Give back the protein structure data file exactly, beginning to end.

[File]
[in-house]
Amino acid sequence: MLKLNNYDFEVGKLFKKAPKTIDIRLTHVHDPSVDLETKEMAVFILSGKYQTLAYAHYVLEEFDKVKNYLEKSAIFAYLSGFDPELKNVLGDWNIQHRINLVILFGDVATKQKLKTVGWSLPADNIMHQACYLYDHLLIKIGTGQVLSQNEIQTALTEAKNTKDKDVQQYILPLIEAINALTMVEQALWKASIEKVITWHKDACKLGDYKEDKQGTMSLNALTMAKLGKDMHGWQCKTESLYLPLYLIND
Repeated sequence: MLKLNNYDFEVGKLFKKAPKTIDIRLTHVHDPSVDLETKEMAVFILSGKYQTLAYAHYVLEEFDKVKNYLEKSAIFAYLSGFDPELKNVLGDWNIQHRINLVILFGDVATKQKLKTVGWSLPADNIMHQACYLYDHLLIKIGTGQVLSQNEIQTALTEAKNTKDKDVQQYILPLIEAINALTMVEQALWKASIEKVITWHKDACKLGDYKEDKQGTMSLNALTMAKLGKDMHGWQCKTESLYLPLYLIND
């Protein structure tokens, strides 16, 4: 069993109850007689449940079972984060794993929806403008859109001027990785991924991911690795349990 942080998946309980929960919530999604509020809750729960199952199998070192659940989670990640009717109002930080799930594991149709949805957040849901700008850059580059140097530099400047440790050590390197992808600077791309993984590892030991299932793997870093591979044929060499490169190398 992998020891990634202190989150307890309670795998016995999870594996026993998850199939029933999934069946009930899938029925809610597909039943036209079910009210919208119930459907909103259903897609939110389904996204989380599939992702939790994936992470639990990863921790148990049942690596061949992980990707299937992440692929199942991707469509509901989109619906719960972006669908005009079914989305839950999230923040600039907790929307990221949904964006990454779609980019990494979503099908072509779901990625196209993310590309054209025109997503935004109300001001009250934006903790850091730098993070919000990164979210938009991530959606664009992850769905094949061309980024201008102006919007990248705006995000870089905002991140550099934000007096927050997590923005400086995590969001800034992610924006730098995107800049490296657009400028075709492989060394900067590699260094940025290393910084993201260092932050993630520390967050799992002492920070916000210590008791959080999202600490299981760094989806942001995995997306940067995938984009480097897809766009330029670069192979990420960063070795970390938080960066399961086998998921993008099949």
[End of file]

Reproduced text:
[in-house]
Amino acid sequence: MLKLNNYDFEVGKLFKKAPKTIDIRLTHVHDPSVDLETKEMAVFILSGKYQTLAYAHYVLEEFDKVKNYLEKSAIFAYLSGFDPELKNVLGDWNIQHRINLVILFGDVATKQKLKTVGWSLPADNIMHQACYLYDHLLIKIGTGQVLSQNEIQTALTEAKNTKDKDVQQYILPLIEAINALTMVEQALWKASIEKVITWHKDACKLGDYKEDKQGTMSLNALTMAKLGKDMHGWQCKTESLYLPLYLIND
Repeated sequence: MLKLNNYDFEVGKLFKKAPKTIDIRLTHVHDPSVDLETKEMAVFILSGKYQTLAYAHYVLEEFDKVKNYLEKSAIFAYLSGFDPELKNVLGDWNIQHRINLVILFGDVATKQKLKTVGWSLPADNIMHQACYLYDHLLIKIGTGQVLSQNEIQTALTEAKNTKDKDVQQYILPLIEAINALTMVEQALWKASIEKVITWHKDACKLGDYKEDKQGTMSLNALTMAKLGKDMHGWQCKTESLYLPLYLIND
């Protein structure tokens, strides 16, 4: 069993109850007689449940079972984060794993929806403008859109001027990785991924991911690795349990 942080998946309980929960919530999604509020809750729960199952199998070192659940989670990640009717109002930080799930594991149709949805957040849901700008850059580059140097530099400047440790050590390197992808600077791309993984590892030991299932793997870093591979044929060499490169190398 992998020891990634202190989150307890309670795998016995999870594996026993998850199939029933999934069946009930899938029925809610597909039943036209079910009210919208119930459907909103259903897609939110389904996204989380599939992702939790994936992470639990990863921790148990049942690596061949992980990707299937992440692929199942991707469509509901989109619906719960972006669908005009079914989305839950999230923040600039907790929307990221949904964006990454779609980019990494979503099908072509779901990625196209993310590309054209025109997503935004109300001001009250934006903790850091730098993070919000990164979210938009991530959606664009992850769905094949061309980024201008102006919007990248705006995000870089905002991140550099934000007096927050997590923005400086995590969001800034992610924006730098995107800049490296657009400028075709492989060394900067590699260094940025290393910084993201260092932050993630520390967050799992002492920070916000210590008791959080999202600490299981760094989806942001995995997306940067995938984009480097897809766009330029670069192979990420960063070795970390938080960066399961086998998921993008099949």